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Looking into Free Enterprise

Last updated on August 20, 2020

(Photo Credit: iStockphoto)

With the fall of Constantinople in 1453 by the Ottoman Turks, the nations of Western Europe were forced to look elsewhere for cheaper access to the luxurious spices flowing from the East and supplying the ever-more increasing demands of a growing European populace.

Combined with the magnetic attraction coming from the potential wealth, profits, and trade, several countries heavily invested in their fleets to search out new lands down south, along the coast of Africa, and into the Indian Ocean with its abundant supplies of coveted goods.

However, one country looked elsewhere: Spain. The resulting Reconquista of the Iberian Peninsula meant that, for the first time in centuries, the region was finally united under a centralized, and stable Christian state – unseen since the fall of the Western Roman Empire. With the union of the crowns of Aragon and Castille, newfound wealth and political security allowed for a new conquest to open up, namely, for the sake of glory, god, and gold.

After the discovery of the Americas by Christopher Columbus, many nations jumped on the opportunity to compete with the giant which was called Spain. This new growth helped to spur the nations of England, France, the Netherlands, etc. into the economic powerhouses that they are today.

With the advent of charters allowing for this newfound freedom to pursue an opportunity, individual private companies were able to pour wealth back into their countries and develop the concept that many know today as capitalism.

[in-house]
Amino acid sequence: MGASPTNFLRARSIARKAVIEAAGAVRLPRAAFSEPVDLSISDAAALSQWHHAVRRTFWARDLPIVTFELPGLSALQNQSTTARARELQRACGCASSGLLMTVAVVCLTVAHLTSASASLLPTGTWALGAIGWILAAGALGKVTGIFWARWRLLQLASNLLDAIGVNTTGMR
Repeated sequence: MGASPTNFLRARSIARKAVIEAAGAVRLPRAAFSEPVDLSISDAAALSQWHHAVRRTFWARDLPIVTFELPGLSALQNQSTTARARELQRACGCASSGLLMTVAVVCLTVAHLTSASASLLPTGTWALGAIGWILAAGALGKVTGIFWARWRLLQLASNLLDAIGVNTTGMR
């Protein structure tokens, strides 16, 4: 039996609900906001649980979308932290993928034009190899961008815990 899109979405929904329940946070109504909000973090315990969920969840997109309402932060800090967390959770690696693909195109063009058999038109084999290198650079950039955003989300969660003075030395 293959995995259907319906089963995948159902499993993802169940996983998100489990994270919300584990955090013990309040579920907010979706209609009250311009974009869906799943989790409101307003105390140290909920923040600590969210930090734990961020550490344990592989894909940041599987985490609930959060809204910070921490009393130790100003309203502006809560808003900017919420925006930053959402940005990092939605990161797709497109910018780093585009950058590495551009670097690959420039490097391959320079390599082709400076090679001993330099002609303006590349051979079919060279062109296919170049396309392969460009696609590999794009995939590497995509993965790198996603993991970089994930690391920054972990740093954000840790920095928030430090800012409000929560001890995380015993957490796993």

Allowing for an environment of hospitality towards private companies and the low involvement of government intervention into the lives of citizens, the economies of many countries were allowed to grow rapidly and built them into the stable nations that many see them today.

In the early 1970s, change was beginning to brew and eventually engulf Sweden as a whole, as the nation had undergone an almost quasi-socialist state. Heavy taxation and regulation choked the economic growth of the country to a standstill, with many suffering from lack of funds to support themselves as they used to twenty-years prior.

This situation had persisted up until the 1990s, with the country beginning to realize the mistake of putting up heavy regulations. Reforms eventually passed after immense public pressure, and the economy slowly recovering to what the world now knows as a very prosperous state.

However, it is important to take a step back and try to figure out what had happened to the nation during this era of decline. In fact, not only should Sweden be the focus of this issue, but of every country which has an economy. As the government demands increasingly heavy taxes upon its populace, more of their income is diverted towards the state, and thus, little is left for their living expenses and, equally as important, their businesses.

With increasingly harsher regulations, businesses soon realized that holding back growth in their companies was more profitable than pursuing the tasks at hand that would expand their economic output. Furthermore, individuals who did not start out with a company of their own did not want to even start, because of the immense difficulties coming from such dense bureaucratic management.

Therefore, without any growth, the country went to a stagnant state with social services providing for the populace. Accordingly, countries with little economic barriers will see the high output from their citizens as expanding their businesses will become an ever-more attractive enterprise.

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